May 22, 2014

Obviously, the Wall St. Journal is happy to spotlight Democratic infighting -- but they're actually doing us a favor. The more people pushing Hillary Clinton from the left, the better:

ANACONDA, Mont.—In a pine-paneled bar at the foot of the Rocky Mountains, Brian Schweitzer, the former Democratic governor of Montana, bites into a Tex-Mex salad and just about everything Hillary Clinton stands for.

He slams Mrs. Clinton for her ties to Wall Street, her courting of corporate campaign cash and her vote for the Iraq war as senator, a jab he delivered during a trip through Iowa in December.

Such outspoken criticism of Mrs. Clinton, rare among Democrats, inspires some leaders in the party's left wing, who are disillusioned with President Barack Obama and soured by prospects of an unchallenged Clinton candidacy in 2016.

Montana has more cattle than people, making Mr. Schweitzer a long shot for the Democratic presidential nomination, should he even try. Complicating things further, the former two-term governor has little name recognition, little money and a big appetite for oil and gas exploration.

But some Democrats say Mr. Schweitzer has a chance at an important role: the maverick who speaks for disillusioned liberals, calls out Mrs. Clinton's vulnerabilities and, perhaps, prods a more liberal champion into the race.

The perceived anointment of Mrs. Clinton has frustrated some Democrats seeking "a vigorous primary debate on bread-and-butter economic issues and who's going to take on Wall Street," said Ilya Sheyman, executive director of MoveOn, a liberal political-action group with eight million members. "Any candidate, including Hillary Clinton, is going to have to answer a whole lot of questions on where they stand."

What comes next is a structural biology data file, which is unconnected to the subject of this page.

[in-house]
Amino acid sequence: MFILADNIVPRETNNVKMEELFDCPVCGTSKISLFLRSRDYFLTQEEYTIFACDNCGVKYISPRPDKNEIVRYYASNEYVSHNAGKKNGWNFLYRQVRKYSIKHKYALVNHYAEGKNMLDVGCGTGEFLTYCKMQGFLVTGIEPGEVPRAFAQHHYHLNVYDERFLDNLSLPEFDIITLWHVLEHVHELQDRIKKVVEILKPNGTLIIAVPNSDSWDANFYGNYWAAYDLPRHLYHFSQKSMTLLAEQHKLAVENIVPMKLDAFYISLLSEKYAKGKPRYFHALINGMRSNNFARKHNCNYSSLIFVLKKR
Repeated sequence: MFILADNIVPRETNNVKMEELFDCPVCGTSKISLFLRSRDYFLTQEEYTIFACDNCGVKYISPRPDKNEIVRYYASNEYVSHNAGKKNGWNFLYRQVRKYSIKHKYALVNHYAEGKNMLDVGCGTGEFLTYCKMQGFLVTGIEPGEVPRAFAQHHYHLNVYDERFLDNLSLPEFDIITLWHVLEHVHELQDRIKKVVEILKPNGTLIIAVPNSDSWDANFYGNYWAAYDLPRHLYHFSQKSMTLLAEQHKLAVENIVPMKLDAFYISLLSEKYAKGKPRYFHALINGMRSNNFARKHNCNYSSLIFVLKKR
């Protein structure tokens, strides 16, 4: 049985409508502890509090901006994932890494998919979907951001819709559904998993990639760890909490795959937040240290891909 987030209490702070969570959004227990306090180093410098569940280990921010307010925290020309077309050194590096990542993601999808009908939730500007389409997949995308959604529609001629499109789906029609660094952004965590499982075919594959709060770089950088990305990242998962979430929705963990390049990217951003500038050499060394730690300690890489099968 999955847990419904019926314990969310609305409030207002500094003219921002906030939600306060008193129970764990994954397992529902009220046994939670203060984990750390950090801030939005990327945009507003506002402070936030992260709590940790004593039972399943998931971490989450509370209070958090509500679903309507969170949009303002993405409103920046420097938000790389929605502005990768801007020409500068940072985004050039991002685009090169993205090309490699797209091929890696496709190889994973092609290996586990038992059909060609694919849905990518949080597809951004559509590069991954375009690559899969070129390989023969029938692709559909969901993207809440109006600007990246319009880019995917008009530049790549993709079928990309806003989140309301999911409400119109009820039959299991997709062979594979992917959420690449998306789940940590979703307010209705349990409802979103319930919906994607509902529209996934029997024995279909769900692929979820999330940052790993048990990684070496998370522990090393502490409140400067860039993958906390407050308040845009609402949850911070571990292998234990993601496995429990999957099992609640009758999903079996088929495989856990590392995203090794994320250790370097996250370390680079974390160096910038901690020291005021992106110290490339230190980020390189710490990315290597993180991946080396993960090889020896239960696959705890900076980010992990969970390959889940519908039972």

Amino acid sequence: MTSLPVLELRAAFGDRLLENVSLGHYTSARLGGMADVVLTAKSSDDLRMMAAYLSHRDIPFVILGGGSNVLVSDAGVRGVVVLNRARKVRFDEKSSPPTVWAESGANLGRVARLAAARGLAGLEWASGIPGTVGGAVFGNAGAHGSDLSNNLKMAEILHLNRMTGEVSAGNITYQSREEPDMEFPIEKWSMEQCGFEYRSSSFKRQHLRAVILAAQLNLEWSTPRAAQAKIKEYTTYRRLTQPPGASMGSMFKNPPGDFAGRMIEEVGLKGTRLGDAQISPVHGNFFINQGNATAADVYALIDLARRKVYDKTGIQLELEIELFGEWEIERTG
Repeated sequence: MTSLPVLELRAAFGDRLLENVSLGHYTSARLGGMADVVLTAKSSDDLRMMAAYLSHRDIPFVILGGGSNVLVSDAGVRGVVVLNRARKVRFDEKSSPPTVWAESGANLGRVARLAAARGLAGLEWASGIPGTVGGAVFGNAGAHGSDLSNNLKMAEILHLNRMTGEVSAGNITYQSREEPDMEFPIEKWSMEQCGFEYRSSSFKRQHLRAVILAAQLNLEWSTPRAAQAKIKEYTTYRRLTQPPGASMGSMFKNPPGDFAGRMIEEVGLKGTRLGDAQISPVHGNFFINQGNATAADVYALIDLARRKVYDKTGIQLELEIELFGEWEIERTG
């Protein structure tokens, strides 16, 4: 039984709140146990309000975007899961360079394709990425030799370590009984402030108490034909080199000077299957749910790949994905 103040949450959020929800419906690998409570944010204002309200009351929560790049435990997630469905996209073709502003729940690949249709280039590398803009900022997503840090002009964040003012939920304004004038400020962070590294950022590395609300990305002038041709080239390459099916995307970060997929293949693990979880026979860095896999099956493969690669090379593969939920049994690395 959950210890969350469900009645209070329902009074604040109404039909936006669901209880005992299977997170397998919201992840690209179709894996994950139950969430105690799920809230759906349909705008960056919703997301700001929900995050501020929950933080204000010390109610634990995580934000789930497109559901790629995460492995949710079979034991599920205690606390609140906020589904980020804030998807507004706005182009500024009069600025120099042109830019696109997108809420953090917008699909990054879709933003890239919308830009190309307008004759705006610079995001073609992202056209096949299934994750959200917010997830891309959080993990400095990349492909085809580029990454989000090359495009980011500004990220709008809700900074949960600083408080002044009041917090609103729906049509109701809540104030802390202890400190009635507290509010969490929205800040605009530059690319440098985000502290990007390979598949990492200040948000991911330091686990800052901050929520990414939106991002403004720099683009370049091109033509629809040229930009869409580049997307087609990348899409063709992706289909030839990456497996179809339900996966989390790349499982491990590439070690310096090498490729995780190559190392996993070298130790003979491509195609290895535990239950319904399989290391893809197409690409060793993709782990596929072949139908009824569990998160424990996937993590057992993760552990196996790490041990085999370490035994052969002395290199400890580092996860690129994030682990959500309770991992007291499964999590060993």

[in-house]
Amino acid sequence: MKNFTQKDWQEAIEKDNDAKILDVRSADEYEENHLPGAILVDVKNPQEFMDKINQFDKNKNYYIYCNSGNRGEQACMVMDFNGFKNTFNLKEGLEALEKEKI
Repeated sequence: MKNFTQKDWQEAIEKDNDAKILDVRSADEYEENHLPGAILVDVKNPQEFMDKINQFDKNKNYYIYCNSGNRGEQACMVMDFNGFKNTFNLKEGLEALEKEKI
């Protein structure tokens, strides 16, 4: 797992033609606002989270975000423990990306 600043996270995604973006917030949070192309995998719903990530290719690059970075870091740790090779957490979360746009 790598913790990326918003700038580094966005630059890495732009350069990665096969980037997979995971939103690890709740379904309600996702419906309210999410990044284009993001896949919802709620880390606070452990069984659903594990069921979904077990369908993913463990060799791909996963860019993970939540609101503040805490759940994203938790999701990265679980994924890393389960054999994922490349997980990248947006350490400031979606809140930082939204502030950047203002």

As Mrs. Clinton tacks right on foreign policy issues and delivers paid speeches to financial groups as the Democratic Party's most likely presidential contender, she leaves open a lane, if not for Mr. Schweitzer then for another candidate who speaks the language of liberal populism.

"We would be eager to provide him a platform to make his pitch," said Roger Hickey, who leads the Campaign for America's Future, the liberal group that helped launch Mr. Obama's presidential campaign. "There's a large number of progressive activists and even middle-of-the-road Democrats who would like to see a real debate and a lot of enthusiasm."

Of the Clintons' Wall Street connections, Mr. Schweitzer said: "If you can judge a person's character by the company they keep, in politics you can judge a person by the money they seek."

Neil Sroka, communications director for Democracy for America, a group that recruits and funds liberal candidates, says his members also question whether Mrs. Clinton is too close to Wall Street. Mr. Schweitzer, by contrast, "isn't beholden to the interests that dominate Washington," Mr. Sroka said. "He gets the fight in a really important way and that is incredibly appealing."

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